3.   Farmers market returns 

Thursday, July 06, 2006 

By Gary W. Morrison

The Grand Rapids Press 

GRAND RAPIDS -- West Michigan Environmental Action Council's weekly
farmers market returns after a one-year hiatus. 

The council and Divine Grace Church are opening the market July 13 in a
parking lot across from the church at Franklin Street SE and Fuller
Avenue on the city's Southeast Side. 

The market will be open Thursdays from 1 to 6 p.m. through Oct. 12, said
Tom Cary, director of sustainable and agriculture systems for the
council. Each month, plans are to have special events, such as a fried
green tomato festival. 

The council had markets in 2003 and 2004 with funding from Michigan
Department of Community Health. This year's markets are with a Kent
County Health Department grant of $15,000, which helps pay Cary as a
market manager. 

The partnership with the church provides space for the market, with the
church's youth pastor assisting Cary. 

Youths from the church are expected to help at the market. 

Paul Geer, co-owner of Frozen Creek Farms, feels the location will give
people easier access to fresh produce and vegetables. 

"Markets help both the people and small farmers," said Geer, who plans
to sell freeze-dried herbs, soups and vegetable dips along with fresh

"It brings fresh food to the people and helps farmers who have things to
sell to survive." 

One month in and the NEW downtown location of the Ypsi Farmer's Market
(Tuesdays, 3-7 pm) is going strong, and continuing to grow!  We continue
to add vendors, and the rain has not kept people away!   We hope that
you'll stop in-- even today!  Growing Hope has organic kale & collards,
peas, broccoli, and more from Needlelane Farms in Tipton, as well as
hydronic tomatoes grown by FFA students at the votech in Lenawee
County... Steve Carpo's got APRICOTS, rasberries, and cherries(!!!)...
there are great breads and baked goods, greens, potatoes, honey, & more!


Today is also our first on-site Project Fresh training (about 100
attended the first series last Saturday at the Ypsi Depot Town Farmer's
Market!), so we'll lots of participating moms and little ones around for
extra fun!  AND, the credit card and EBT (food stamp) transactions are
going well... So there are many ways to shop! 


Join us today and every Tuesday in the Key Bank Center lot, in downtown
Ypsilanti on the corner of Michigan Ave & Hamilton.  Flyers are
attached-- please pass along, or print & post!


Amanda Maria Edmonds                                                

Executive Director, Growing Hope                        

[log in to unmask]



4.  Second annual field day on Enhancing Beneficial Insects with Native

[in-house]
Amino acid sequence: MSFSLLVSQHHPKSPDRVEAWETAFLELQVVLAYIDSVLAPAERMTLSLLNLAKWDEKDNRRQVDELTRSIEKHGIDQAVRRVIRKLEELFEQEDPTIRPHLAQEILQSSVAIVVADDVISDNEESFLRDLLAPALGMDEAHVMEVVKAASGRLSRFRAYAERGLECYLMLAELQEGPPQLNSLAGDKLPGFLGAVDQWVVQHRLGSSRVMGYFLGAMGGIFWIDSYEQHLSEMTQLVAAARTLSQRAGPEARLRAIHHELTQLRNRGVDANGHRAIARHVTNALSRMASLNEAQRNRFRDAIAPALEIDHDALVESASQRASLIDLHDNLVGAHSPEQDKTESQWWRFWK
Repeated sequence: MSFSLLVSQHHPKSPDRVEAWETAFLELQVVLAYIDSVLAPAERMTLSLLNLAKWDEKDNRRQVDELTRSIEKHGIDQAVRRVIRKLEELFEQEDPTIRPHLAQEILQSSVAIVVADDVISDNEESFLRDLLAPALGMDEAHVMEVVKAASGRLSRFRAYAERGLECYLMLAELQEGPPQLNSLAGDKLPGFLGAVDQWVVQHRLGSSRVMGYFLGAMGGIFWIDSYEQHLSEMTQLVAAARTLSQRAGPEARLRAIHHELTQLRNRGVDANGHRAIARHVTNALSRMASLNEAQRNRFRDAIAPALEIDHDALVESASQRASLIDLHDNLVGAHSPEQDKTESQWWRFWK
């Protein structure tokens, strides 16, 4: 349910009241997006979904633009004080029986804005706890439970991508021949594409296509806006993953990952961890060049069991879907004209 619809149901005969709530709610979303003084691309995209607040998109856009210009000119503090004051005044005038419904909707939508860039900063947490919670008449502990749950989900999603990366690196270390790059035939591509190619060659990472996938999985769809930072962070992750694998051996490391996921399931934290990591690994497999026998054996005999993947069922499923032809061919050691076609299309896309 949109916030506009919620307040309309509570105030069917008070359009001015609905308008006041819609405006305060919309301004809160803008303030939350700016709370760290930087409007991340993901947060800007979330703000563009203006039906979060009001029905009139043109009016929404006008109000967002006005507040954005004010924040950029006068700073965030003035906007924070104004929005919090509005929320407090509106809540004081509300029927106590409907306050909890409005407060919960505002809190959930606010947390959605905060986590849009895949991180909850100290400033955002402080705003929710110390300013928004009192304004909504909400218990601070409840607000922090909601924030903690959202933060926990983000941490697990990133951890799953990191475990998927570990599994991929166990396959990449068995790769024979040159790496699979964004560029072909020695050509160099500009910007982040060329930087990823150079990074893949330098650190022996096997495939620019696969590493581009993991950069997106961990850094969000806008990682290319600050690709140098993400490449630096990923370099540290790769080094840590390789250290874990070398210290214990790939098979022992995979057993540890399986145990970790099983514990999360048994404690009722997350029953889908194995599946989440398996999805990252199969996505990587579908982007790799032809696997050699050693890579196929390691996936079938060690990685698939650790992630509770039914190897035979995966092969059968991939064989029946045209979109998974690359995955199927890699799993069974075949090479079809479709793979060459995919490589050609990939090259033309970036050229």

Plants will be held on August 1, 2006. 


This 1-day event is targeted to: 

*	farmers/growers, 
*	Extension educators, 
*	NRCS personnel, 
*	Conservation District personnel, 
*	Master Gardeners and native plant enthusiasts. 

In addition to what we talked about at last year's field day, this
year's field day will include up-to-date information about the plants
most attractive to beneficial insects,new plants we are considering for
attracting beneficials, and a demonstration of native plant seeding. 
Please feel free to distribute to any interested individuals and groups.

Field day information and registration forms are available at: 
Thank you,
Anna Fiedler 
Anna Fiedler
Graduate Student
204 Center for Integrated Plant Systems
Michigan State University
E. Lansing MI 48824-1311
Lab: 517-432-5282
Fax: 517-353-5598


5.  Inconsistent Weed Control With Glyphosate Reported

Illinois farmers have recently been reporting inadequate weed control
"with an initial postemergence application of glyphosate in soybean,"
according to University of Illinois (U of I) Extension weed scientists
Aaron Hager and Dawn Nordby. 

"The species most commonly mentioned include waterhemp, horseweed
(marestail), giant ragweed, common ragweed and common lambsquarters,"
they report. "We have observed a similar 'decreased performance' from
glyphosate-containing products for each of these species during past
seasons (lambsquarters in 2001 and 2005, horseweed in 2003, giant
ragweed in 2004, etc.), but it seems that inconsistent weed control with
glyphosate may be as widespread in 2006 as in any previous season." 

Nordby and Hager list a number of possible factors that may be behind
this year's glyphosate difficulties, including dry/drought conditions,
weed size, insect feeding and spray application timing, rate and volume.
"Past, present, and near-future weather conditions can influence
herbicide performance by affecting how much herbicide enters the plant
and, to some extent, how extensively the herbicide translocates within
the plant following absorption," they report. "Dry soils coupled with
hot, low-humidity days tend to reduce the amount of herbicide absorbed